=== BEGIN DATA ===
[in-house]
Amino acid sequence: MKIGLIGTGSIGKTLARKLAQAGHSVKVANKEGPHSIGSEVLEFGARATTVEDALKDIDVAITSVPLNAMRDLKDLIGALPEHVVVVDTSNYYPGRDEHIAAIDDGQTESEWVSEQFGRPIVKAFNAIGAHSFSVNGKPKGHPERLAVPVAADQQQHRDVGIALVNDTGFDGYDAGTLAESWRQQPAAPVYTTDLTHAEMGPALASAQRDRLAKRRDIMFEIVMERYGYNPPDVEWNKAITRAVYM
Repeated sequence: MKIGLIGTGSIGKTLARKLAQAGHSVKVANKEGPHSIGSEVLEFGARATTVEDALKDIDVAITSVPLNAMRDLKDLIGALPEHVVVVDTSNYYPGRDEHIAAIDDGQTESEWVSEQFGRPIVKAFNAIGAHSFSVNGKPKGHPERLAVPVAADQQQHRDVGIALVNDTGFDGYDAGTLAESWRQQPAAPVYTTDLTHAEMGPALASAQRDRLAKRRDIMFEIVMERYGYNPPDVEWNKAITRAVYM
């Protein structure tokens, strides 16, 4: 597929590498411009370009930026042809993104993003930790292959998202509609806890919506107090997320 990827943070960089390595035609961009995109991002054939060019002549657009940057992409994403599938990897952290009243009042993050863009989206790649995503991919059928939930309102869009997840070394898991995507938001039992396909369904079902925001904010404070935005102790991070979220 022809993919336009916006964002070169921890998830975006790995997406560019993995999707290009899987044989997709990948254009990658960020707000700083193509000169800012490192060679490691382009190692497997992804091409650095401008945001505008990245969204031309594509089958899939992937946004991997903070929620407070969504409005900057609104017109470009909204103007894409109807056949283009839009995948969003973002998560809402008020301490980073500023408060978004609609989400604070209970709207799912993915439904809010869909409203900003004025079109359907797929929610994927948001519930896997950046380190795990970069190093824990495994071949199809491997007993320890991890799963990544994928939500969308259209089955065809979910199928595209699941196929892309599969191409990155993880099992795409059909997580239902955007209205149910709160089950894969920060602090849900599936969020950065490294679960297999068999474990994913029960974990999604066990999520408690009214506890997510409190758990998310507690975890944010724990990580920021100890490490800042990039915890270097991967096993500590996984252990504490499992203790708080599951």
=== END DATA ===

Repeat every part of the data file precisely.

[in-house]
Amino acid sequence: MKIGLIGTGSIGKTLARKLAQAGHSVKVANKEGPHSIGSEVLEFGARATTVEDALKDIDVAITSVPLNAMRDLKDLIGALPEHVVVVDTSNYYPGRDEHIAAIDDGQTESEWVSEQFGRPIVKAFNAIGAHSFSVNGKPKGHPERLAVPVAADQQQHRDVGIALVNDTGFDGYDAGTLAESWRQQPAAPVYTTDLTHAEMGPALASAQRDRLAKRRDIMFEIVMERYGYNPPDVEWNKAITRAVYM
Repeated sequence: MKIGLIGTGSIGKTLARKLAQAGHSVKVANKEGPHSIGSEVLEFGARATTVEDALKDIDVAITSVPLNAMRDLKDLIGALPEHVVVVDTSNYYPGRDEHIAAIDDGQTESEWVSEQFGRPIVKAFNAIGAHSFSVNGKPKGHPERLAVPVAADQQQHRDVGIALVNDTGFDGYDAGTLAESWRQQPAAPVYTTDLTHAEMGPALASAQRDRLAKRRDIMFEIVMERYGYNPPDVEWNKAITRAVYM
């Protein structure tokens, strides 16, 4: 597929590498411009370009930026042809993104993003930790292959998202509609806890919506107090997320 990827943070960089390595035609961009995109991002054939060019002549657009940057992409994403599938990897952290009243009042993050863009989206790649995503991919059928939930309102869009997840070394898991995507938001039992396909369904079902925001904010404070935005102790991070979220 022809993919336009916006964002070169921890998830975006790995997406560019993995999707290009899987044989997709990948254009990658960020707000700083193509000169800012490192060679490691382009190692497997992804091409650095401008945001505008990245969204031309594509089958899939992937946004991997903070929620407070969504409005900057609104017109470009909204103007894409109807056949283009839009995948969003973002998560809402008020301490980073500023408060978004609609989400604070209970709207799912993915439904809010869909409203900003004025079109359907797929929610994927948001519930896997950046380190795990970069190093824990495994071949199809491997007993320890991890799963990544994928939500969308259209089955065809979910199928595209699941196929892309599969191409990155993880099992795409059909997580239902955007209205149910709160089950894969920060602090849900599936969020950065490294679960297999068999474990994913029960974990999604066990999520408690009214506890997510409190758990998310507690975890944010724990990580920021100890490490800042990039915890270097991967096993500590996984252990504490499992203790708080599951």